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1. Greetings
2. Names and Titles
3. Business Meetings
4. Conversation Topics
5. Negotiation
6. Business Entertaining
7. Gift giving
8. Practical Advice
Business Culture & Etiquette Guides
The traditional greeting consists of placing your palms
together with the thumbs pointing up under the chin,
a slight lowering of the head and uttering Namaste
(pronounced na-mas-tai), meaning I am at your disposal.
With foreign negotiators the most usual greeting is a gentle
handshake when you introduce yourself and leave.
Only westernised Indians shake hands with the opposite sex.
Business Culture & Etiquette Guides
Indians use the rst letter of their fathers name before their rst
name. For example, in the name R. Chibalratti, R means that
the fathers name begins with this letter (for example, Rajam or
Rama) and Chibalratti is the persons rst name.
The fathers full name and the rst name must be written in
legal documents. Nevertheless, for everyday use, long names
are shortened. Thus, Mr R. Chibalratti can be called Mr
Chibal or Mr Ratti.
First names are only used when there is a personal relationship.
Business Culture & Etiquette Guides
The atmosphere of the meetings is formal. You should aim to
be reserved and controlled. Emotional arguments or attitudes
are frowned upon. Nonetheless, once the relationship has
reached a certain level of trust the sentimental factor is
indeed important for doing business.
Harmony among the parties is essential for successful
negotiation. The use of aggressive tactics, confrontation or
pressurising to reach a decision is counterproductive.
The best time to arrange appointments with Indian managers
is before or after lunch (at 11:00 or 16:00).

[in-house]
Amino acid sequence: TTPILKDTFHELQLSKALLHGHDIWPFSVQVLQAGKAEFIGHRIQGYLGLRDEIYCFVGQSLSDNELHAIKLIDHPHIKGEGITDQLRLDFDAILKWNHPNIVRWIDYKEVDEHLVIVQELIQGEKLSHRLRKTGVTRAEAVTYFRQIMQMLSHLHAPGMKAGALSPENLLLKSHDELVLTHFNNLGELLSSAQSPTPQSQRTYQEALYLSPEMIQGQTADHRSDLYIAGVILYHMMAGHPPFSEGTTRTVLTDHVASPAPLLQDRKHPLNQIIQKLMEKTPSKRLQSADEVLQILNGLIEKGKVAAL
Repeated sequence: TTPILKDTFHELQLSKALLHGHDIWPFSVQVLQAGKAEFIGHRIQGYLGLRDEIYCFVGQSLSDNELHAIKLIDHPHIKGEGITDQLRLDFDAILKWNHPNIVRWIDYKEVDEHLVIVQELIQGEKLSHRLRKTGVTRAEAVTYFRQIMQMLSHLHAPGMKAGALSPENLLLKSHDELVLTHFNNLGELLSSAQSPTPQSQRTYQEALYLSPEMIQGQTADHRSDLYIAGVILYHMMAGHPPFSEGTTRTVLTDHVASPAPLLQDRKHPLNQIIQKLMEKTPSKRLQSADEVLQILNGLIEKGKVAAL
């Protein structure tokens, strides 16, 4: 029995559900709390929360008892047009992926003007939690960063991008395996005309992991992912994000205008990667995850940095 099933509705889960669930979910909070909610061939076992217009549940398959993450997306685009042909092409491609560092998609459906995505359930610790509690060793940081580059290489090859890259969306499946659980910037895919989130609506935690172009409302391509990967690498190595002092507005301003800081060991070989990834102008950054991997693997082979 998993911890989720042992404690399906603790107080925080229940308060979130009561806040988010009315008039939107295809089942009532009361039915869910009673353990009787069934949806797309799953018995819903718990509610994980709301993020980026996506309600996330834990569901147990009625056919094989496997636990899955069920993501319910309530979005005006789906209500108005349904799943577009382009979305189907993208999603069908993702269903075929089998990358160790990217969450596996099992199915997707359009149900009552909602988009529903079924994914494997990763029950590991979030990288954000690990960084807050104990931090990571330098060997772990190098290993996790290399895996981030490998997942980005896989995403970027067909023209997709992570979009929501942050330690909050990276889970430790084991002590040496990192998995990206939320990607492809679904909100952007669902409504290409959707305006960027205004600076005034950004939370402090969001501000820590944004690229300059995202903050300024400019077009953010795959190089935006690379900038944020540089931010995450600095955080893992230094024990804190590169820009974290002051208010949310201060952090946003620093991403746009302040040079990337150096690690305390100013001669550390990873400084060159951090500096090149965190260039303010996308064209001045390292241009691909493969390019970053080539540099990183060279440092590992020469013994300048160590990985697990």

Business Culture & Etiquette Guides
At the beginning of the meeting they usually ofer tea or
refreshments. The custom is to reject the rst time and
accept the second or third time. Rejecting the drink can be
counterproductive. You should drink slowly if you do not want
another drink.
In conversation you should avoid topics about poverty, religion or
relations with neighbouring Pakistan. Talking about the climate is
not a good choice either because it is usually very hot and humid.
Favourite topics are: art, life in other countries and the cinema
(India is the worlds largest producer of lms).
Business Culture & Etiquette Guides
Negotiations must be held at the highest level. The business culture
is very hierarchical. Middle managers do not take decisions,
although they steer proposals and give advice about them.
The negotiation process is slow. You should give information
gradually. There will be several meetings before the most important
aspects are negotiated.
Indian negotiators never give a straight no because they consider
it impolite to do so. Instead they evade the issue, use the expression
well try or try to prolong the negotiations.
Business Culture & Etiquette Guides
Indians usually arrive late for social events and dinners.
Before dinner they devote a long time to apritifs and drinks
(especially whisky).
The after-dinner session does not exist. When they have
nished eating they get up from the table. The local saying
Indian eaten, Indian gone expresses this very well.
Menus are usually vegetarian. Hindus do not eat beef because
the cow is sacred.
Business Culture & Etiquette Guides
At the rst meeting you do not need to give gifts. Later on
or when the deal is concluded, a bottle of whisky, a bright
coloured tie or a box of spices (safron is much appreciated)
can be good choices.
You should also be careful when giving alcoholic drinks since
in some states there are restrictions for religious reasons or
they are banned for example at election time.
Presents must not be wrapped in white or black paper since
these colours are associated with death. They must not be
opened in the presence of the person who gives them.
Business Culture & Etiquette Guides
To obtain the Indian Business Culture Guide with more than
100 tips about etiquette and protocol, verbal and non-verbal
communication, negotiation strategies, etc., clic on:
Indian Business Culture and Etiquette Guide
To obtain Business Culture Guides in other countries clic on:
Business Culture and Etiquette Guides in 70 countries
Business Culture & Etiquette Guides

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